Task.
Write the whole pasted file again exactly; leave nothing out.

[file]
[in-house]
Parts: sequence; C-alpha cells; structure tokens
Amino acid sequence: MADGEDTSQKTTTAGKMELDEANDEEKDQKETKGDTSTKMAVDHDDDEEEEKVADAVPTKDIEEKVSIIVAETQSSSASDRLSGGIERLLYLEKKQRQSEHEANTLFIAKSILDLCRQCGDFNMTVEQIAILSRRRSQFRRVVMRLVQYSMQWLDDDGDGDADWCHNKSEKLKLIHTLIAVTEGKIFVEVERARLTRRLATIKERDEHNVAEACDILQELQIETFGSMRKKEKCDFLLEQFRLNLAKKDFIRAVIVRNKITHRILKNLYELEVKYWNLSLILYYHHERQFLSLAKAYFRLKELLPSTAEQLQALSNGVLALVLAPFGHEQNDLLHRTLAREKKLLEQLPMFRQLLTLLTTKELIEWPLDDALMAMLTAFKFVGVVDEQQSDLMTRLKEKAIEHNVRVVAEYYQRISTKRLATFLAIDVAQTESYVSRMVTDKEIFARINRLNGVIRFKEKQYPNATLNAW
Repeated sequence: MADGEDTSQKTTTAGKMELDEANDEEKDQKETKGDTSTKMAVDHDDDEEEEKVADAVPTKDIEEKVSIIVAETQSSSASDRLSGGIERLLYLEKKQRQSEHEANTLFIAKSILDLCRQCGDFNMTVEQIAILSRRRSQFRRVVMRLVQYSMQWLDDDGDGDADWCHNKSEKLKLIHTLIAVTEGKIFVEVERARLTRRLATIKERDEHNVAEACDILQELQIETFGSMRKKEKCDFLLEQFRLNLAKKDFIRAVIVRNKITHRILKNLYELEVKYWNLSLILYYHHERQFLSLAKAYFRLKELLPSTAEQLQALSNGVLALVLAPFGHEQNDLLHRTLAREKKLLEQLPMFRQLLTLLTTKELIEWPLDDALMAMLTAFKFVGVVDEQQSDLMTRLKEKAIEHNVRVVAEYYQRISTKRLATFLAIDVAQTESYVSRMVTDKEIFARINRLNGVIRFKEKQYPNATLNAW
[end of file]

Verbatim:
[in-house]
Parts: sequence; C-alpha cells; structure tokens
Amino acid sequence: MADGEDTSQKTTTAGKMELDEANDEEKDQKETKGDTSTKMAVDHDDDEEEEKVADAVPTKDIEEKVSIIVAETQSSSASDRLSGGIERLLYLEKKQRQSEHEANTLFIAKSILDLCRQCGDFNMTVEQIAILSRRRSQFRRVVMRLVQYSMQWLDDDGDGDADWCHNKSEKLKLIHTLIAVTEGKIFVEVERARLTRRLATIKERDEHNVAEACDILQELQIETFGSMRKKEKCDFLLEQFRLNLAKKDFIRAVIVRNKITHRILKNLYELEVKYWNLSLILYYHHERQFLSLAKAYFRLKELLPSTAEQLQALSNGVLALVLAPFGHEQNDLLHRTLAREKKLLEQLPMFRQLLTLLTTKELIEWPLDDALMAMLTAFKFVGVVDEQQSDLMTRLKEKAIEHNVRVVAEYYQRISTKRLATFLAIDVAQTESYVSRMVTDKEIFARINRLNGVIRFKEKQYPNATLNAW
Repeated sequence: MADGEDTSQKTTTAGKMELDEANDEEKDQKETKGDTSTKMAVDHDDDEEEEKVADAVPTKDIEEKVSIIVAETQSSSASDRLSGGIERLLYLEKKQRQSEHEANTLFIAKSILDLCRQCGDFNMTVEQIAILSRRRSQFRRVVMRLVQYSMQWLDDDGDGDADWCHNKSEKLKLIHTLIAVTEGKIFVEVERARLTRRLATIKERDEHNVAEACDILQELQIETFGSMRKKEKCDFLLEQFRLNLAKKDFIRAVIVRNKITHRILKNLYELEVKYWNLSLILYYHHERQFLSLAKAYFRLKELLPSTAEQLQALSNGVLALVLAPFGHEQNDLLHRTLAREKKLLEQLPMFRQLLTLLTTKELIEWPLDDALMAMLTAFKFVGVVDEQQSDLMTRLKEKAIEHNVRVVAEYYQRISTKRLATFLAIDVAQTESYVSRMVTDKEIFARINRLNGVIRFKEKQYPNATLNAW